The following exercices use PlusCal and TLA to write and check algorithms. Please refer to the documentation `~herbrete/public/TLA/c-manual.pdf`

and `~herbrete/public/TLA/pluscal.pdf`

.

PlusCal is an algorithmic language. It differs from programming languages since:

- PlusCal algorithms can manipulate arbitrary mathematical objects (graphs, etc). Programming languages require to implement these objects using low-level types (integers, booleans, etc).
- PlusCal algorithms can be non-deterministic. Programs need to be deterministic in order to be executable.
- PlusCal has a well-defined notion of an atomic step. In general, the instructions in a program are not atomic (mechanisms are usually provided to group instructions in atomic steps)
- PlusCal has a formal semantics defined as TLA+ expressions.

The TLA tools offer three main features:

- The translation of PlusCal programs into TLA+ expressions.
- The TLC model-checker that allows to find bugs in algorithms, and to prove algorithms with finite resources.
- The TLA prover which is not in the scope of this class.

Follow the short tutorial on TLA+ extension webpage to get started with the environment.

Create an empty file `euclid.tla`

and a module in thie file. Then, copy and paste Euclid’s algorithm below inside the module.

```
EXTENDS TLC, Integers
CONSTANT MAXINT (* Maximal integer *)
(* PlusCal options (-termination) *)
(*
--algorithm EuclidAlg {
variables
u \in 1..MAXINT;
v \in 1..MAXINT;
{
print <<u, v>>;
while (u /= 0) {
if (u < v) {
u := v || v := u
};
u := u - v
}
}
}
*)
```

In this algorithm:

`EXTENDS`

is used to import libraries (here, the TLC library and the natural numbers library).`CONSTANT`

introduces new symbolic names. Here`MAXINT`

is a parameter of the algorithm. Its value is unspecified yet.- The algorithm itself is placed inside a comment bloc
`(* ... *)`

. Its specification starts with`--algorithm`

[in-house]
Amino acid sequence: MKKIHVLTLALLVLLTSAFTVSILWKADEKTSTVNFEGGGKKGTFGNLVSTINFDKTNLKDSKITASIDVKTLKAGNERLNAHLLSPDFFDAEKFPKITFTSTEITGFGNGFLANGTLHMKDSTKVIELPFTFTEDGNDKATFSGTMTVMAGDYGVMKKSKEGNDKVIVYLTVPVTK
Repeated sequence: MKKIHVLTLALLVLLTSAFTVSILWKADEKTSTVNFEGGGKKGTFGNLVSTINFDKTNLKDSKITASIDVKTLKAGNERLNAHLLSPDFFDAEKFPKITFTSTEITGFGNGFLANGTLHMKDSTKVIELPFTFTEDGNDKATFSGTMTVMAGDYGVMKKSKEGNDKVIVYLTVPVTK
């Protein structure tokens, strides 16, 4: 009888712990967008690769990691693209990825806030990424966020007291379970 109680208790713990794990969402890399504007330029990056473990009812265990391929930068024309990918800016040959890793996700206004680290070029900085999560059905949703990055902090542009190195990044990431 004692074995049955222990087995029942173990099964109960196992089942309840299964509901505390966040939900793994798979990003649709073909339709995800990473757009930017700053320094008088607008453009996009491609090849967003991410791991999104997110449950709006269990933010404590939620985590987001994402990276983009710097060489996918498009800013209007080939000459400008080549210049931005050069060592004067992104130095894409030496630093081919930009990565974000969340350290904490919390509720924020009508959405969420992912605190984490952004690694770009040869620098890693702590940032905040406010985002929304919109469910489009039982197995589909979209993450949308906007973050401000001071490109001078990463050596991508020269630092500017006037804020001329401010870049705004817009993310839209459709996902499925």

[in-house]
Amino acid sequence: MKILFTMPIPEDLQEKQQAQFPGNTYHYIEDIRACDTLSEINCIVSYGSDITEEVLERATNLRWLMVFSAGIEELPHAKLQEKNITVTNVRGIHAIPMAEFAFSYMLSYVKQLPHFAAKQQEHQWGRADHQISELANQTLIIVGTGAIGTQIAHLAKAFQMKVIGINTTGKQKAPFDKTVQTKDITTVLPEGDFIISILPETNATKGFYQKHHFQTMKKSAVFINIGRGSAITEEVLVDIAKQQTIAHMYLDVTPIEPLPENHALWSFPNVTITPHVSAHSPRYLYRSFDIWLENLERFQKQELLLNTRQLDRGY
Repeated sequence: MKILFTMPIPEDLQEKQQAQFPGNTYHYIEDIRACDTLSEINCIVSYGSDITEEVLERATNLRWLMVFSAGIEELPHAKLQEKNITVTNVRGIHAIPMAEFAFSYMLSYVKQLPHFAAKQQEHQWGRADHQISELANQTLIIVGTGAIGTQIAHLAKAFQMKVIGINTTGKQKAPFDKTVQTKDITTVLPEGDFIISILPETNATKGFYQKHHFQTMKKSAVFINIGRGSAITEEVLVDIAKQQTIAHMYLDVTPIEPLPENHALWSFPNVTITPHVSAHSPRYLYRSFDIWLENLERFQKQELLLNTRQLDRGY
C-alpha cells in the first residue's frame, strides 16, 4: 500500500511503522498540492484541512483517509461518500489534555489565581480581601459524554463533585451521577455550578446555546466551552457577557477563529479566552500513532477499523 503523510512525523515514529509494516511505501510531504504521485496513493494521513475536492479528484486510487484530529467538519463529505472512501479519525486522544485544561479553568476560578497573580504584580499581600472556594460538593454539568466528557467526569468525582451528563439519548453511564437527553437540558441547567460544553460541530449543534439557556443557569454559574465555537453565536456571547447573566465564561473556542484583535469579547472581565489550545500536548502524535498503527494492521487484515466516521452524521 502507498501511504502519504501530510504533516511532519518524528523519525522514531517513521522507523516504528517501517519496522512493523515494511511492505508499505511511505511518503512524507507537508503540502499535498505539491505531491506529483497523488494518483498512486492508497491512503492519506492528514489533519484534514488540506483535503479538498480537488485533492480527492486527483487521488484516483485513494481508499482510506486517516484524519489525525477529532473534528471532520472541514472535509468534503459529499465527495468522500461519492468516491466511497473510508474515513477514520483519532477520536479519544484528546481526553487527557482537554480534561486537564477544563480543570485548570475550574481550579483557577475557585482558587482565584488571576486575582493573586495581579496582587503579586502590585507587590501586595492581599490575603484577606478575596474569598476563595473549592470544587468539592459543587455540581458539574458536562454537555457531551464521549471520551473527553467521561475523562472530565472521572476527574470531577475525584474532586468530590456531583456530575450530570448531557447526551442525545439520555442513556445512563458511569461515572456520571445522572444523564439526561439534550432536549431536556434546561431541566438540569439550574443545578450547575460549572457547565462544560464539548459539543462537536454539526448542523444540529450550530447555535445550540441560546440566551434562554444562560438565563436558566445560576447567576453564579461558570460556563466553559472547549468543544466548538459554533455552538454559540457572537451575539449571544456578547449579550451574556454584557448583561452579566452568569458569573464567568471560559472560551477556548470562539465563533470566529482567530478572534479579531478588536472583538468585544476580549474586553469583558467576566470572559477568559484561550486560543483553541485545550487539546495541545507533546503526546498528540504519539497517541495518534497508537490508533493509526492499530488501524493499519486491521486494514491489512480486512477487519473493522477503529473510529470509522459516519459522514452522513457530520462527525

followed by a name. - Two variables
`u`

and`v`

are declared. The declaration`u \in 1..MAXINT`

defines the initial value of variable`u`

. It is non-deterministically chosen in the set`1..MAXINT`

. - The statement
`print <<u, v>>`

displays the value of the tuple`<<u, v>>`

. Tuples can be made from any values, for instance ``<<"foo", u, 7>>`

is a valid tuple. - PlusCal supports parallel assignment like
`u := v || v := u`

. The two assignments are executed in parallel. Thus the values of`u`

and`v`

are swapped by this statement.

Use the `parse module`

command to check for syntax errors, and get a translation of Euclid’s algorithm in TLA+. The TLA+ translation corresponds to a logical description of the algorithm. It is used by the model-checking tool `TLC`

to assess correcteness of the algorithm.

Our goal is to check that this algorithm computest the greatest common divisor (gcd) of `u`

and `v`

.

- To that purpose, first add the following definition of the gcd immediately after the definition of constant
`MAXINT`

:

```
gcd(x,y) == CHOOSE i \in 1..x:
/\ x % i = 0
/\ y % i = 0
/\ \A j \in 1..x: x % j = 0 /\ y % j = 0 => i >= j
```

- Then, add 2 new variables
`u_init`

and`v_init`

that are initialized to`u`

and`v`

respectively. - Finally, add the following statements after the while loop in the algorithm:

```
print <<u_init, v_init, "have gcd", v>>;
assert v = gcd(u_init, v_init);
```

- Translate the definition of
`gcd`

in natural language. What is provided by this definition? - Edit the file
`euclid.cfg`

and set`CONSTANT MAXINT = 5`

. What is provided by this definition? - Use command
`Check module with TLC`

and observe the output. What can you conclude on the algorithm? - Observe the effect of choosing bigger values for constant
`MAXINT`

. - Replace the instruction
`u := u - v`

by`u := u - v + 1`

in the algorithm, then parse and check the algorithm. What do you observe? - Replace the instruction
`u := u - v + 1`

by`u := u - v - 1`

. Parse and check the algorithm. What can you conclude?

Assertion can be used to fail the model-checker when some condition is not met, just as a C program. However, this is not a convenient way to verify a program since the model-checker just stops and does not provide any insight on why the property is violated. We are going to replace the assertion in the algorithm by the following specification:

`Postcond == [] (pc = "Done" => v = gcd(u_init, v_init))`

- What is expressed by the property
`Postcond`

above? - Comment the assertion using
`(* ... *)`

. Then, copy and paste the property`Postcond`

above after the`\* END TRANSLATION`

. Add`PROPERTY Postcond`

in the file`euclid.cfg`

. Parse the algorithm, then run the model-checker. Explain what you observe. - Then fix the algorithm by setting back
`u := u - v`

instead of`u := u - v`

. Check the algorithm. What can you conclude about your algorithm?

We now want to compare testing with model-checking.

- Download the C implementation of Euclid’s algorithm euclid.c. Compile it:
`cc -std=c99 -Wall -o euclid euclid.c`

. Run the resulting executable`euclid`

for different input values. What do you observe? - Read the source code
`euclid.c`

. What are the differences with the PlusCal model? - What can you conclude regarding the termination of correctness of this implementation?